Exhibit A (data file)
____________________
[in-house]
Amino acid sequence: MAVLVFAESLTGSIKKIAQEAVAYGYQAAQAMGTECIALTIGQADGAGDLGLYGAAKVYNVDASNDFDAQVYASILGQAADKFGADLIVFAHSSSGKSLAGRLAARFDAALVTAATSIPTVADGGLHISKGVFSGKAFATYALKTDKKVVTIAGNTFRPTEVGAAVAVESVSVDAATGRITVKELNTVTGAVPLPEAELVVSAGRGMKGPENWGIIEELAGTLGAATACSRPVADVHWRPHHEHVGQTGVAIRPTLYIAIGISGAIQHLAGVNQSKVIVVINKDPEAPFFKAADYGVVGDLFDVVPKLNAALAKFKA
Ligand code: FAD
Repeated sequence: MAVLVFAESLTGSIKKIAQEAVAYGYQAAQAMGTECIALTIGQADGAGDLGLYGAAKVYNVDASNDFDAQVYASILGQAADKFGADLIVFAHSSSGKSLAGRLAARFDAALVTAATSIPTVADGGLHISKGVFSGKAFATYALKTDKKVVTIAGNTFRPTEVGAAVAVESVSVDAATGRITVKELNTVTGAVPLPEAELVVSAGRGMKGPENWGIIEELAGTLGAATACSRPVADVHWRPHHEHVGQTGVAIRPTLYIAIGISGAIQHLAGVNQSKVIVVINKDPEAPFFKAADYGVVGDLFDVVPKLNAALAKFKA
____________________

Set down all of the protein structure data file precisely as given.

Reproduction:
[in-house]
Amino acid sequence: MAVLVFAESLTGSIKKIAQEAVAYGYQAAQAMGTECIALTIGQADGAGDLGLYGAAKVYNVDASNDFDAQVYASILGQAADKFGADLIVFAHSSSGKSLAGRLAARFDAALVTAATSIPTVADGGLHISKGVFSGKAFATYALKTDKKVVTIAGNTFRPTEVGAAVAVESVSVDAATGRITVKELNTVTGAVPLPEAELVVSAGRGMKGPENWGIIEELAGTLGAATACSRPVADVHWRPHHEHVGQTGVAIRPTLYIAIGISGAIQHLAGVNQSKVIVVINKDPEAPFFKAADYGVVGDLFDVVPKLNAALAKFKA
Ligand code: FAD
Repeated sequence: MAVLVFAESLTGSIKKIAQEAVAYGYQAAQAMGTECIALTIGQADGAGDLGLYGAAKVYNVDASNDFDAQVYASILGQAADKFGADLIVFAHSSSGKSLAGRLAARFDAALVTAATSIPTVADGGLHISKGVFSGKAFATYALKTDKKVVTIAGNTFRPTEVGAAVAVESVSVDAATGRITVKELNTVTGAVPLPEAELVVSAGRGMKGPENWGIIEELAGTLGAATACSRPVADVHWRPHHEHVGQTGVAIRPTLYIAIGISGAIQHLAGVNQSKVIVVINKDPEAPFFKAADYGVVGDLFDVVPKLNAALAKFKA